Hello readers, today I’m just going to do a short blog on five findings/experiments that are either interesting due to their morally questionable methods, or their really weird and interesting findings. So here goes: Hiding under college student’s beds. In 1938 researchers set out to discover the speech habits of students, in order to understand… Continue reading Experi-Mental: Researchers hiding under beds, prostitute monkeys and rape fantasies
I’m going to talk about two passions of mine: Crime/thriller books/films/TV series and the idea of ‘Police profiling’. Police profiling is the idea that based on the characteristics of a crime, you can figure out who the perpetrator is. For example, whether they are single, middle aged, male or female etc. I will to discuss how police profiling gets portrayed in novels/films/TV series and determine how valuable the techniques used would be in an actual police investigation.
We have all read psychological/ crime thrillers. We have all thought that Sherlock Holmes, Clarice Starling and Luther have a ridiculously interesting job, that we would all like a go at it. I’m sorry, I’ll apologise now. I’m here to put a bit of a damper on the idea of police profiling.
I just wanted to share some interesting things about the senses really, specifically sight and proprioception.
Sorry readers if you have missed me. I have returned, with a blog post very dear to my heart. As some of you may be aware, I am walking the whole of Cornwall – 364 miles to be precise – to raise money for charity. I will be walking for 28 days (between 11 and… Continue reading And I would walk 364 miles, and I’m not sure I’d walk 364 more!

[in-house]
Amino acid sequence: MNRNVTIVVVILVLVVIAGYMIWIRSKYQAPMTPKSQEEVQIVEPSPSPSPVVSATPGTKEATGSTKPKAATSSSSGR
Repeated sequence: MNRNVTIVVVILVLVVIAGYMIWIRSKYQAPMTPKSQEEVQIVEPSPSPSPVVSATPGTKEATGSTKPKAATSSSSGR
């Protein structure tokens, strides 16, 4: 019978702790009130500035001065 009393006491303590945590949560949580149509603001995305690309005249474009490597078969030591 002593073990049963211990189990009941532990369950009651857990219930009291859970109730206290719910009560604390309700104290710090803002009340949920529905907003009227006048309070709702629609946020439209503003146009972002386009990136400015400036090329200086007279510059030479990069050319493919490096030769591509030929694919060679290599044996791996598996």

Today is a bit of a strange and different post from usual. It is an urge for you to read Neurotribes by Steve Silberman. Neurotribes is a book on the history of autism. It takes you through the perils that Autistic individuals have faced, the wonderful aspects of Autism: including the development of the classic film Rainman, the atrocities committed under the Nazi regime and the MMR vaccination controversy. But, more importantly, it is a fascinating read that illustrates the trouble and the wonder in disability.
It’s a feeling we have all felt. That sinking feeling that you are alone in a group of people, that you are unwanted, annoying or unloved. Loneliness has been found to be strongly correlated with depression. Andrew Solomon even comments that depression is a disease of loneliness.